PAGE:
Homework is a major point of contention for many parents and their kids alike. While kids argue that they’ve already worked so hard in school and would rather spend the evening playing, we as parents worry that they may not be getting enough revision. What makes it harder is that both perspectives hold weight! How do we cross the daily landmine that is the homework?
1. DO NOT Force It On The Child:
This is one of those tips that’s easier said than done. After all, who on earth will willingly get to work without being forced to do so? Children have an innate sense of independence that prevents them from doing things which are imposed on them. 'Do your homework' won't work as well as pointing out how interesting the day's lesson was, asking them fun questions about it, etc. Make them think that doing homework was their own idea. Try highlighting how much fun it could be from a young age and let them fall in line themselves.
2. DO Praise And Appreciate:
When your kid finally gets down to his homework and finishes it all by himself, appreciate the effort he’s made. Tell him stories of people who worked hard in their lives and succeeded. Let him know that even as an adult, you are still learning every day. Gently highlight the progress in class he’s been making ever since he started doing homework consistently.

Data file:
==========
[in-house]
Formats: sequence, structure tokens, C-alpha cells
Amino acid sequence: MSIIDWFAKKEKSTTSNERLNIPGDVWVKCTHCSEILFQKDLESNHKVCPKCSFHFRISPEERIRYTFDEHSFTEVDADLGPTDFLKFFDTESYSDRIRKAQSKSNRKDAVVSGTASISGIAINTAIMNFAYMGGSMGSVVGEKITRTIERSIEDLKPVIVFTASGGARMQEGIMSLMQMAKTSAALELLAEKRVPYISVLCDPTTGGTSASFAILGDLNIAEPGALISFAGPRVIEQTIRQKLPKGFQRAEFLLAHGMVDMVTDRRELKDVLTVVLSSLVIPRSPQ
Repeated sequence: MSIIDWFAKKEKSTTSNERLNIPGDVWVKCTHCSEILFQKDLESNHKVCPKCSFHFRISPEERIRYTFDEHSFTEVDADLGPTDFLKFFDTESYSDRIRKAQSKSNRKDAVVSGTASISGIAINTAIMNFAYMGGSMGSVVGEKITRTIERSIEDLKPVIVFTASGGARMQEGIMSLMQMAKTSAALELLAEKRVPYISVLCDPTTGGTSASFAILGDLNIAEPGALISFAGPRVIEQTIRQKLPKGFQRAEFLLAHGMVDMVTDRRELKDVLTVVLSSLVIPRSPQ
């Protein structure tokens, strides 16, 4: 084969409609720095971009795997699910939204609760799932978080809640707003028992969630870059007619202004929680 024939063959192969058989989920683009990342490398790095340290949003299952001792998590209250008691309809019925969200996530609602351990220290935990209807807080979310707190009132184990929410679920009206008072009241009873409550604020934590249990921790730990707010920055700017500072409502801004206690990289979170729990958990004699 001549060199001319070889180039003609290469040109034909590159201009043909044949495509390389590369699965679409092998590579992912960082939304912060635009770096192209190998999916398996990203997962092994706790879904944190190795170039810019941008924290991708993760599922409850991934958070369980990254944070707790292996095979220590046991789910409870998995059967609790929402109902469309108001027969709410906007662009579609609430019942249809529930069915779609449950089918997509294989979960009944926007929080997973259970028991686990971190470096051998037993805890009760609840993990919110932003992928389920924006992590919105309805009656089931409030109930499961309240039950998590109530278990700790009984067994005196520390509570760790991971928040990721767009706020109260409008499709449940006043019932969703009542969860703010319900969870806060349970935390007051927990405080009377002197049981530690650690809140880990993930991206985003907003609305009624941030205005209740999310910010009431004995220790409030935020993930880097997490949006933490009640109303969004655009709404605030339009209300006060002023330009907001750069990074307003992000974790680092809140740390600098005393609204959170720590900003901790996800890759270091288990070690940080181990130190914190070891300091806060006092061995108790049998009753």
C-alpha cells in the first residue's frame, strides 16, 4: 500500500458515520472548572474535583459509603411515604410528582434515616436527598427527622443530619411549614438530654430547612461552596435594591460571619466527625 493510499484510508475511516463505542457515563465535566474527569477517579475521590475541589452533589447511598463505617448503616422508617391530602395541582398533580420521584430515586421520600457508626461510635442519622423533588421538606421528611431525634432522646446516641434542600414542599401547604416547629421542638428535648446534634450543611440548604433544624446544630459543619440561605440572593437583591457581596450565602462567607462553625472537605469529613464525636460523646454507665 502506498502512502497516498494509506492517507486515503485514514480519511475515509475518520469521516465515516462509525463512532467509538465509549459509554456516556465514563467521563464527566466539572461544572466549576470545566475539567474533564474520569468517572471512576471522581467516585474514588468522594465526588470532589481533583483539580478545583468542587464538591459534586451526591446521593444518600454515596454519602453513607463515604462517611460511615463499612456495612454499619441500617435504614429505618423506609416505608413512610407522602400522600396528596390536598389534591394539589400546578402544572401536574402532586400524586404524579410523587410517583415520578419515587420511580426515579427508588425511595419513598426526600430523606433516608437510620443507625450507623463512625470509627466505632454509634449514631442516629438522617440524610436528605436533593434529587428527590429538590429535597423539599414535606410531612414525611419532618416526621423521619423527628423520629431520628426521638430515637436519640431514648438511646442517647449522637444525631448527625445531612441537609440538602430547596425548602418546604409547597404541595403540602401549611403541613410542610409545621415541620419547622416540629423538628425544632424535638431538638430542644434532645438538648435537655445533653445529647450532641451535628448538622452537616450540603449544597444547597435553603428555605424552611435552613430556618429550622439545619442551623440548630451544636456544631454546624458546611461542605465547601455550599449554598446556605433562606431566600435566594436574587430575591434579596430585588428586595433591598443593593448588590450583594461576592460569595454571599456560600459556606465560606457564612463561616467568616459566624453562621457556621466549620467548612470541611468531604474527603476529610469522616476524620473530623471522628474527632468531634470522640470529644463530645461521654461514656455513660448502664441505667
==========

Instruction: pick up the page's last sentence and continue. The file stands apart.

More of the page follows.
3. DO NOT Incentivise The Process:
Research on children has shown that when you offer incentives to a child to do something, you’ll have to keep offering them forever if their interest is to be sustained. Don’t offer a bowl of ice cream or an hour of Doraemon once homework is done. Basically, don’t promise a fun activity after homework; let homework be the fun activity. Do this from a very young age. Encourage your kid to take a genuine interest in class activities and projects.
4. DO Have Similar Expectations:
As parents, we have a very different perspective on homework when compared to our kids. But try and remember that we were exactly the same when we were their age. Try and see their viewpoint. Let them have their hour or two of fun. Then gently explain to them that homework, too, is an important activity in the day. Tell them that you understand and appreciate the time they take out for themselves, but that you also expect them to take some time out for what is good for them.
As with everything involving kids, consistency is key. There will be days when you’ll be completely frustrated with their lack of interest in homework. When such a situation arises, try and remember that shouting will only serve as negative reinforcement and will encourage your kid to be more complacent. Keep patience and you will soon see your child taking an interest in his education.